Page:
Genetic testing offers an extensive array of new opportunities in evaluating health outcomes, and as a result has captivated the scientific community. This leaves us with questions such as if we should do genetic testing and how this can benefit us.
The basics of genetic testing
Your DNA (or genes) is the foundational blueprint of who you are. Your DNA determines your hair colour, your height, the shape of your ears and even the size of your feet. DNA codes for what you can physically see, as well as what you cannot. Your DNA will also determine how your body processes certain nutrients, how it makes hormones as well as how several metabolic processes take place in your body.
Through the advancements in science, researchers have been able to identify the many sections of DNA and determine their specific functions. Geneticists are able to pin-point sections that influence weight management and certain chronic disease conditions.
Genetic tests are available for the public through labs such as DNAlysis. Labs are able to give unique personalised information about the best way for a specific individual to lose weight, maintain good health and decrease the risk of certain disease conditions. Genetic tests such as these are game changers, as they provide an in-depth view of what alterations are needed for weight loss and health improvements specific to the individual.
For example, although we know heart health depends on a complex balance of environmental, dietary and genetic factors, certain genes influence LDL (bad) and HDL (good) cholesterol levels. If you test strong for the APO E (E3/E4) gene variation your risk for heart disease is increased due to higher levels of LDL cholesterol. This means that you will need to adhere to a healthy lifestyle to reduce your risk of heart disease.
You may ask if there is any point in testing ones genes, as we can not change our DNA. Testing your genetics is helpful, as you can determine where you have “loaded guns” or points of concern. A loaded gun is potentially dangerous, but it is only deadly when you “pull the trigger”. Genetics may load the gun but your diet and lifestyle pulls the trigger. If you improve your diet and lifestyle, you will prevent a “gun from triggering” and decrease your risk of getting the disease.
There is no direct relationship between genetics and disease or weight difficulties. For example if you have certain DNA results for the CYP1A1 gene, you may have increased enzyme activity that results in elevated levels of activated metabolites.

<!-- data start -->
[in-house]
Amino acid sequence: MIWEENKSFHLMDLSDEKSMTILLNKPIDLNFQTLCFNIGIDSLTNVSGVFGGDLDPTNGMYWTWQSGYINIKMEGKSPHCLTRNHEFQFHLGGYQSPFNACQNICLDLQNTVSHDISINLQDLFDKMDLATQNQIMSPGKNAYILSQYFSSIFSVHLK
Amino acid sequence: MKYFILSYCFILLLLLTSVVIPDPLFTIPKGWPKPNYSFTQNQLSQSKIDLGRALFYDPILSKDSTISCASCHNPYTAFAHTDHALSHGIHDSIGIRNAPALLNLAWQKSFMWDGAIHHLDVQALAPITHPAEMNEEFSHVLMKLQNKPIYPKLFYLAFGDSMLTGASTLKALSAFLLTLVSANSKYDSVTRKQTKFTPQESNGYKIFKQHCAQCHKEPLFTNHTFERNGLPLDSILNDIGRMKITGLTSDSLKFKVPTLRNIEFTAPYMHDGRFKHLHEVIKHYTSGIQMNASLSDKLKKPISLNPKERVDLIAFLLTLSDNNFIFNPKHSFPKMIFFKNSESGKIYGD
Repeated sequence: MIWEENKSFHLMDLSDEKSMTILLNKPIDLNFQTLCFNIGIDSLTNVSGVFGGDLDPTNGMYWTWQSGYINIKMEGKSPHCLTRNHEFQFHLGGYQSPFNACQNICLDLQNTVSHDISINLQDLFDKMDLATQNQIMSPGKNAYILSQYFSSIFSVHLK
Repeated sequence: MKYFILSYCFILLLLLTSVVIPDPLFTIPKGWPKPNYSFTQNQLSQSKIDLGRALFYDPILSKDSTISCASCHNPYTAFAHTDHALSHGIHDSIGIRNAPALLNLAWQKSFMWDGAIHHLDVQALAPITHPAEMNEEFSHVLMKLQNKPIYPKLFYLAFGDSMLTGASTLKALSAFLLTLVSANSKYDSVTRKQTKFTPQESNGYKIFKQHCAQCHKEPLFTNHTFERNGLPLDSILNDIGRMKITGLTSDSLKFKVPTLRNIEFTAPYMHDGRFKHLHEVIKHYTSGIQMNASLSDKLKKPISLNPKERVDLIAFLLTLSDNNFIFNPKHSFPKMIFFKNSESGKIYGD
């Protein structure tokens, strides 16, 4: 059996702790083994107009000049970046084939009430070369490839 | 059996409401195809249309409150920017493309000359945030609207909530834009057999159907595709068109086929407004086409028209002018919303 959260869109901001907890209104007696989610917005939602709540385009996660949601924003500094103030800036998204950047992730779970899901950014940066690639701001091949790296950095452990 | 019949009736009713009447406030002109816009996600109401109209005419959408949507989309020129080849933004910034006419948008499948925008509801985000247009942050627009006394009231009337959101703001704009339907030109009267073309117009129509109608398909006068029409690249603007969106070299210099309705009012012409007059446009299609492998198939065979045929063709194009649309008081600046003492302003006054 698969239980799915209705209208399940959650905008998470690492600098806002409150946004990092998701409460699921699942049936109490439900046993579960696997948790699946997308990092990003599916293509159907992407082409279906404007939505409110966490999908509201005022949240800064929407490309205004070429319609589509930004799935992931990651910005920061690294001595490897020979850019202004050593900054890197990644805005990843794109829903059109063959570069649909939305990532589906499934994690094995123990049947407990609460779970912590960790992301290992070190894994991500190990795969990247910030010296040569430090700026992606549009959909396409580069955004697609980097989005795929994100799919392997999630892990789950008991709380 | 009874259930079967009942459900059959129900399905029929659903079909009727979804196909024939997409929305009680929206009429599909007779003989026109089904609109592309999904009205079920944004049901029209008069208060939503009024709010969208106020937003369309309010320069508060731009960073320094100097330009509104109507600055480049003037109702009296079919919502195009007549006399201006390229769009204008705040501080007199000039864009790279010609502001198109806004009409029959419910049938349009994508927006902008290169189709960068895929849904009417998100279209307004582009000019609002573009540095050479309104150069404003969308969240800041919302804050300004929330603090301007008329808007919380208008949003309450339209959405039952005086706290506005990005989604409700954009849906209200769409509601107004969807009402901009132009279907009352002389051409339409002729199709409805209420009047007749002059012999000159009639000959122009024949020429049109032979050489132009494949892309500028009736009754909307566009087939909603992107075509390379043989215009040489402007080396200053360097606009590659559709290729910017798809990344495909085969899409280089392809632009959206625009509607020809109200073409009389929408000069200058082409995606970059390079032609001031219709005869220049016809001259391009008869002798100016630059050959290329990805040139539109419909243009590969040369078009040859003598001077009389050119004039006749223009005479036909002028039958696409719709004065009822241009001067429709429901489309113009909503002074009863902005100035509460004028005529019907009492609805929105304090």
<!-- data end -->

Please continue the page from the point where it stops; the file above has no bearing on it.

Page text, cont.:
This could lead to DNA damage and an increased risk for cancer. Having the CYP1A1 gene does not mean you will definitely develop cancer. Normally a combination of many gene mutations will cause a disease such as cancer, and if you increase your antioxidant intake and decrease your exposure to environmental toxins you may lower your risk for cancer.
Genetic tests can supply a vast amount of information. The following are examples of what genetic tests could indicate:
- If you should eat a Mediterranean or low-fat diet style to lose weight; or how many hours of exercise per week you need for weight control
- What intensity exercise is most effective for you
- How you metabolise certain nutrients
- If you need more of certain nutrients
- Areas where there may be increased risk of diseases or impaired functioning such as bone health, insulin control, detoxifying of waste products by the liver, blood pressure control, cancer risks etc. For example, in the COL1A1 gene there is a problem in the ratio of collagen chains produced by bone cells which leads to reduced bone strength. Individuals with this gene may have an increased risk of bone fracture when calcium is low. Ensuring adequate calcium intake will reduce this risk.
Genetic testing provides a unique insight on health, diet and physical activity optimisation. This does however not mean that conventional intervention is no longer needed, it merely means that it is now more personalised.
Assessments of blood tests, physical examinations, family history, symptoms, eating patterns, stress, sleeping patterns etc. will still provide health professionals with adequate information to guide a patient to become healthier in order to lower disease risks. In other words, it can be seen as another tool in a health professional’s toolbox.
PEN: Practice-based Evidence in Nutrition – Nutrigenomics Background
Phillips CM. Nutrigenetics and Metabolic Disease: Current Status and Implications for Personalised Nutrition. Nutrients. 2013:5; 32-57.
Sales NM, Pelegrini PB, and Goersch MC. Review Article Nutrigenomics: Definitions and Advances of This New Science. Journal of Nutrition and Metabolism. 2014: 1-6.